Soups, stews and other vegetarian dishes are the most common type of dinner options. Some of the more famous soups include ash-reshte, a vegan soup consisting of thick rice noodles and an assortments of baked beans and sauteed vegetables. Most soups are consumed on their own or as appetizers. Stews on the other hand are often served with white rice. Famous stews usually include some sort of meat mixed with a variety of beans, nuts, or vegetables. One of the most famous stews, khoresht-gheime, has an orange hue and includes lentils, tomato paste, lamb chunks and a variety of spices.
All the side dishes mentioned in the post above such as pickled vegetables are always a must alongside all dinner options. Of course, don’t forget the plain white yogurt. Oftentimes, in order to have room for a much bigger breakfast, Iranians will simply eat a salad instead of a full meal. A typical side-dish/salad option is salad-shirazi which includes diced tomatoes, cucumbers and onions mixed in lime, vinegar and sea salt. Often referred to as a ‘mediterranean salad,” salad shirazi is a must have for those who also love authentic salsa.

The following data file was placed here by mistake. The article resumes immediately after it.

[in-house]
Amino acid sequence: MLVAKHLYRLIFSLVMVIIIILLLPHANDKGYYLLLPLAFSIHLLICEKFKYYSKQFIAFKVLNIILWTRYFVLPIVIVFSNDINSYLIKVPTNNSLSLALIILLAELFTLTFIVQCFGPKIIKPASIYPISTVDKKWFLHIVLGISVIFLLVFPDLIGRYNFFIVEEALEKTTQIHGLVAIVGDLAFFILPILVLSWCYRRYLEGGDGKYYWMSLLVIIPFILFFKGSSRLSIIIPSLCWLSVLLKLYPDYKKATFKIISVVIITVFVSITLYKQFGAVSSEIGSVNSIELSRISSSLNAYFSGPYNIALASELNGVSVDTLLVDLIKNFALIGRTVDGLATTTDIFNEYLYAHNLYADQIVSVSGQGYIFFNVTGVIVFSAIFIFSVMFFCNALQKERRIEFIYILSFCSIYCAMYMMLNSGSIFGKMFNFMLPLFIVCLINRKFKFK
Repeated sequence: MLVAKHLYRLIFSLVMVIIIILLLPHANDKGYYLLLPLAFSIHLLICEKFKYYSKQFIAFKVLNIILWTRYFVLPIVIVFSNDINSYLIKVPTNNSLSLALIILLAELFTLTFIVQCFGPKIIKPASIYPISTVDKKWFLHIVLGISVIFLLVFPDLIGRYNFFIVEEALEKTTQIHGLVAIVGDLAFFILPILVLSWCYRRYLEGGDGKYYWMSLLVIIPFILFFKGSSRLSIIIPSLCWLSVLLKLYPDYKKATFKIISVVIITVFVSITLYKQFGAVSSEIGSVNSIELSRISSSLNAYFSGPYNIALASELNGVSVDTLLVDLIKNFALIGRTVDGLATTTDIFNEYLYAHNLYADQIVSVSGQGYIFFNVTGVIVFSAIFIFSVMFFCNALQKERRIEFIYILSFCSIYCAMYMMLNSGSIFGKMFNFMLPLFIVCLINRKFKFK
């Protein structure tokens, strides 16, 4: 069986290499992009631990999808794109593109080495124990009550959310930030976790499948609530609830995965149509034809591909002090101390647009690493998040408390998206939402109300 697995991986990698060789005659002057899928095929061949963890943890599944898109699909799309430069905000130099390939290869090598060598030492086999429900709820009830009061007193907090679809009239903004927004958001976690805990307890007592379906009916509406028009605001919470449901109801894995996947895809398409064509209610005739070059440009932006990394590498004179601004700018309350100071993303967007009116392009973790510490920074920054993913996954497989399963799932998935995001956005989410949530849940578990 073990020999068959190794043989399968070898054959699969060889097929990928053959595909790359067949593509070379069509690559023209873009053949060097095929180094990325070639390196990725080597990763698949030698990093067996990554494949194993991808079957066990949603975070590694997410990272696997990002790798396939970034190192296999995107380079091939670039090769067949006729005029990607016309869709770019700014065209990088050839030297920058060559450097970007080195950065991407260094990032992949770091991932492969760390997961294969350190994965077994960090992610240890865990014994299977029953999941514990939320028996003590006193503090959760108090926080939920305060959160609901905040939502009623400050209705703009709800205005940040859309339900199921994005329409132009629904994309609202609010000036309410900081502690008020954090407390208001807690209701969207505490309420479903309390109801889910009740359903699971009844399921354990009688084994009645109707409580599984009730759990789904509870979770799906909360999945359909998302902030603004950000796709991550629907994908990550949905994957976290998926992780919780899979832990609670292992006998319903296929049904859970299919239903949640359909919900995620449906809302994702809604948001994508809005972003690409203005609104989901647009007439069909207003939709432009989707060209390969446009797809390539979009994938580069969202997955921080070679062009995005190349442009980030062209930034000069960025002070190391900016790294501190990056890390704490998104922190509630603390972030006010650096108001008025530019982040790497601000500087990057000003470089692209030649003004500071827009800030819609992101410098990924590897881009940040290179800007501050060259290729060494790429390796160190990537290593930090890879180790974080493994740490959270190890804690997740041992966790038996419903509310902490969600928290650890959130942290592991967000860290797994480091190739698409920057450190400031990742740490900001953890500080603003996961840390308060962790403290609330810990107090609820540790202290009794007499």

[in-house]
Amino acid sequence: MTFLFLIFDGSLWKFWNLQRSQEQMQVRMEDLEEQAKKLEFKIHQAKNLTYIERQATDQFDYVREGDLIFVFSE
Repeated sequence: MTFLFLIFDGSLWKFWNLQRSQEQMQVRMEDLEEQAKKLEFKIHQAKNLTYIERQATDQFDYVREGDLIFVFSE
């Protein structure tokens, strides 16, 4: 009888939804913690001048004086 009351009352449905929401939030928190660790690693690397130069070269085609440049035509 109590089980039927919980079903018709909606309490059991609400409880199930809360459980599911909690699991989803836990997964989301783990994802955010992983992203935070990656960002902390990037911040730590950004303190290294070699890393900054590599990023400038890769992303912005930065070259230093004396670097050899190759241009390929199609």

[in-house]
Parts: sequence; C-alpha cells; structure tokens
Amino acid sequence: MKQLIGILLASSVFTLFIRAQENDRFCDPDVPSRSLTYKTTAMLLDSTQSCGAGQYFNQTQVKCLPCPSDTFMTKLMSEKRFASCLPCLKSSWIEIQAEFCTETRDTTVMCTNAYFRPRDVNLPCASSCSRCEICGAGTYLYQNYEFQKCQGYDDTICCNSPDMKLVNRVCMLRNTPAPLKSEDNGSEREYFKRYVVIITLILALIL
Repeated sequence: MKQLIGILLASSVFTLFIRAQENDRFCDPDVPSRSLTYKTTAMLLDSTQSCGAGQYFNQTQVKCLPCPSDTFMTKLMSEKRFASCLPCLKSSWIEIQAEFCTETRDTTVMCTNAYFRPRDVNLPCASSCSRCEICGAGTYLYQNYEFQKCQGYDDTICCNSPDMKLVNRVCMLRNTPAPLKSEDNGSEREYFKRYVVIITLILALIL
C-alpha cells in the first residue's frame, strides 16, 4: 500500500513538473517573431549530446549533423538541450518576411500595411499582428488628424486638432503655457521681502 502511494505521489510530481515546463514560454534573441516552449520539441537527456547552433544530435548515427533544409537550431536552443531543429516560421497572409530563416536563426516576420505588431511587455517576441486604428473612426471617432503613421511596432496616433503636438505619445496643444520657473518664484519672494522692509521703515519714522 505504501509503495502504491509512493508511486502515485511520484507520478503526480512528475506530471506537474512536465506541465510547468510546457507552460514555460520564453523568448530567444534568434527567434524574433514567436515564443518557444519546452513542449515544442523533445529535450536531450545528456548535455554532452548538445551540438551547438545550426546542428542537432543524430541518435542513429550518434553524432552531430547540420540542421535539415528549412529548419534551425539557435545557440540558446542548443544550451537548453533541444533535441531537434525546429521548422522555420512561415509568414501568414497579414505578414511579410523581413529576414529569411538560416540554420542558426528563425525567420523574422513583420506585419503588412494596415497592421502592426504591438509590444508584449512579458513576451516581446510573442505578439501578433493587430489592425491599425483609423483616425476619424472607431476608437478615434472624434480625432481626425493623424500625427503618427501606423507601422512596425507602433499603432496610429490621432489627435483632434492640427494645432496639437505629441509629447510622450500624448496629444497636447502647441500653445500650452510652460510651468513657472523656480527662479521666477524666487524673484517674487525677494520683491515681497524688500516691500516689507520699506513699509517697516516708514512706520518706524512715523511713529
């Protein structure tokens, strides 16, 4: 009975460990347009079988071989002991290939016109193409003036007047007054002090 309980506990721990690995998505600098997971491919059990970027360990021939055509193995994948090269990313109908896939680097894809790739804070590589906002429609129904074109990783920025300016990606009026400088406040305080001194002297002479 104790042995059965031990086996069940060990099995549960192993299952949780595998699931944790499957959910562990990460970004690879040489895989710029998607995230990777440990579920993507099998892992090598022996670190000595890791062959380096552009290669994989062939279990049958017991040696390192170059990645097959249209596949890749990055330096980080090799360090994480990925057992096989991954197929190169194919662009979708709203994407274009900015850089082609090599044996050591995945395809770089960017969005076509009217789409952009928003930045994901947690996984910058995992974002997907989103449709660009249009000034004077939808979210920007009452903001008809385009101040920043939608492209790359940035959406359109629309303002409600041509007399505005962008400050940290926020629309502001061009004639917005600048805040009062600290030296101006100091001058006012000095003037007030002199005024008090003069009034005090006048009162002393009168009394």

To wash down their dinner, Iranians often snack on seasonal fruits. Iranians in general have a particular passion for fruits and consume them quite often throughout the day. No matter how full they are, they always have more room for fruit. To finish off the night, either the classic black tea or a variety of local herbal teas is prepared to give you a sound night’s sleep.
Here is a brief description of what Iranian cuisine is all about by Mohammad Jafari:
“The cuisine refers to the traditional and modern styles of cooking related to Iran. The Iranian culinary style is unique to Iran, though has historically both influenced and been influenced by Iran’s neighboring regions at various stages throughout the history. Specifically, these have been mutual culinary influences to and from Mesopotamian cuisine, Anatolian cuisine, and especially the Central Asian cuisine. The cuisine includes a wide variety of food families ranging from rice served with roasted meat (chelow kebab), different kinds of Persian-style Kebabs, namely Barg, Koubideh, Shishleek, Soltani, Chenjeh; various types of stews served with rice (Khoresht), namely Ghormeh Sabzi, Gheimeh, Fesenjan; different types of thick soup (Ash) including ash-e reshte, ash-e anar, ash-e dough; a special type of vegetable souffle, namely kuku; a wide variety of rice served with other food items, named in Persian “polo” for example Loobia Polo (Rice with green beans), Albaloo polo (Rice with Black Cherry), Rice with Vegetables (Sabzi Polo), Rice with Barberries (Zereshk Polo), etc. and a diverse variety of Salads, Pastries, and soft drinks specific to different parts of Iran.”
Tags:Iran, Iranian Cuisine, Persian food